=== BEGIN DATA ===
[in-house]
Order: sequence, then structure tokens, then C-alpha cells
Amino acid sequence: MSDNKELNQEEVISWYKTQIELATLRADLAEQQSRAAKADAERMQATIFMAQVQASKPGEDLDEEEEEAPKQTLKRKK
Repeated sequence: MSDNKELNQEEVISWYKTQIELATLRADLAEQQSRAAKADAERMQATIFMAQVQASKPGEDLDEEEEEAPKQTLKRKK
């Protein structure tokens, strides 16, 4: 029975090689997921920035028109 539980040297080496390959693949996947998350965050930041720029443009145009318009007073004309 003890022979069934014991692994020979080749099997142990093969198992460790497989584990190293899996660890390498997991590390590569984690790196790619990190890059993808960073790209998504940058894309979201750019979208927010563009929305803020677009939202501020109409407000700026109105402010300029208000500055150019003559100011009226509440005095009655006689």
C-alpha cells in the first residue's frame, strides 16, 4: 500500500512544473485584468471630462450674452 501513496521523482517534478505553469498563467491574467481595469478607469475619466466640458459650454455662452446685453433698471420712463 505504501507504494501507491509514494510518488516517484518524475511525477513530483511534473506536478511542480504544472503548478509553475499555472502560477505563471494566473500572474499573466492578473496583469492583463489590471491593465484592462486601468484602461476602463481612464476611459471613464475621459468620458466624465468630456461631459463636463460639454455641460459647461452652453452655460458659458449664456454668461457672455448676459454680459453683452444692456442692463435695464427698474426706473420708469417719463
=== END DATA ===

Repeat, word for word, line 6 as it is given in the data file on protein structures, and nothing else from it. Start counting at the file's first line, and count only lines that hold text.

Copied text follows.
C-alpha cells in the first residue's frame, strides 16, 4: 500500500512544473485584468471630462450674452 501513496521523482517534478505553469498563467491574467481595469478607469475619466466640458459650454455662452446685453433698471420712463 505504501507504494501507491509514494510518488516517484518524475511525477513530483511534473506536478511542480504544472503548478509553475499555472502560477505563471494566473500572474499573466492578473496583469492583463489590471491593465484592462486601468484602461476602463481612464476611459471613464475621459468620458466624465468630456461631459463636463460639454455641460459647461452652453452655460458659458449664456454668461457672455448676459454680459453683452444692456442692463435695464427698474426706473420708469417719463